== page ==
How long do your shoes last?- Mtbr.com
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  1. #1

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    How long do your shoes last?

    Recently over the past few months ive been experiencing some foot discomfort that has been getting progressively worse. The pain is along the ball of the foot and starts on the outside and moves in towards the arch and feels like a fatigue cramp, I can usually walk or back spin it off. This mainly happens on the right foot but on longer rides its been happening on the left. The only other time I can remember this happening was when I first went clipless and an issued pair of shoes for my job that wore out in a few months. That got me wondering how long do MTB shoes usually last.


    Just looking for some opinions before I dish out the coin on some new shoes.
    <O</O
    Last edited by acaridans; 04-27-2006 at 09:35 AM.

  2. #2
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    Maybe

    I'd try some REI footbeds or some other kind of arch support before new shoes. You might want to experiment with loosening the laces *slightly* also. I have to make a concious effort to avoid jamming my feet forward into the shoe.

    Assuming:

    The shoes fit well otherwise.
    They show no obvious wear and tear.

    Good luck.

    Walt

  3. #3
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    Hard to say, way to many variables for this one....

    how much you ride, how you ride, the quality of the shoe, the designed use of the shoe...yada yada!

    I've gotten as much as 5 years out of a pair of shoes. Anyway, check out the shoes, how long have you had them? Are they getting beaten up? Do the soles flex allot? Have you tried adjusting cleat placement slightly? Do they have a full foot platform, or only a partial? Are they easy to walk in or are they still good and stiff? What type of shoe are they?, full on clipless (racer boy type shoe), dual purpose shoe (work for flats and clipless kinda look like a skate board shoe)? Dual purpose shoes, unless very well made, will often wear out sooner for clipless use as they often don't have a full foot platform in the sole. Makes em easier to walk in.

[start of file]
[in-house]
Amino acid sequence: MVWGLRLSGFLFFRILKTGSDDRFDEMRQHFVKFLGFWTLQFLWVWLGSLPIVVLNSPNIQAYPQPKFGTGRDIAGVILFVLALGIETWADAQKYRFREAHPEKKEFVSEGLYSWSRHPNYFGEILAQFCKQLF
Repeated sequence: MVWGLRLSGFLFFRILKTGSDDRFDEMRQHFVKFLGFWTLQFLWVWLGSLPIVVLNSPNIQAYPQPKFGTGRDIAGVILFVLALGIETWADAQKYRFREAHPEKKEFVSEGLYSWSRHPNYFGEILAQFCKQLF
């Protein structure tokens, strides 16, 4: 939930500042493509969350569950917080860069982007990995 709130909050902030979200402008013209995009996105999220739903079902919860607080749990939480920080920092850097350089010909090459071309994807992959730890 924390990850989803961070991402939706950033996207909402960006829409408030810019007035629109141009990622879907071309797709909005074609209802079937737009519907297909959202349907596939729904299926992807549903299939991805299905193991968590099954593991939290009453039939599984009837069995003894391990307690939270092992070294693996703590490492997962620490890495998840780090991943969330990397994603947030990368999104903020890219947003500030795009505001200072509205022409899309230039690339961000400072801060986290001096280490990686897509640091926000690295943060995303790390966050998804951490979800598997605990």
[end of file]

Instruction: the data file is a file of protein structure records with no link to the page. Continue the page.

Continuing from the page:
All other factors aside, sounds like the shoe, cleat, whatever, is creating a pressure point on the sole of your foot. If you've been riding the shoes for a long time, 2 years or more, and this problem just gradualy showed up, then they probably need to be replaced.

    Like I said, depends on a lot of different factors. But going from what info you've given I'd say probably new shoes are in order.

    Good Dirt
    "I do whatever my Rice Cripsies tell me to!"

  4. #4

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    6 years and running

    I have a pair of Cannondale mtb shoes that I have ridden with for about 6 years (over 6K miles) and they don't show any signs of needing to be replaced. I suppose the only reason that shoes being worn out would contribute to foot pain is if the foot platform has become too soft & pliable and you're not getting the support you need. I check mine for this every year and, so far, they're still rock solid.

    Have you tried adjusting your cleats? Sometimes, solving foot pain is as simple as a slight tweak in cleat position. Other than the possibility that the cleat got knocked out of alignment or came loose, another possible cause is a change of body geometry over time (we all age). Lastly, are you sure the pain is coming from riding? Anything else you do that might be contributing to the problem?

  5. #5
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    i have a pair of shimano m37's i think that are going on like 4 years. still work great. want to get some new shoes just to have a different pair to wear every once and a while though.

  6. #6
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    My Sidi Dominators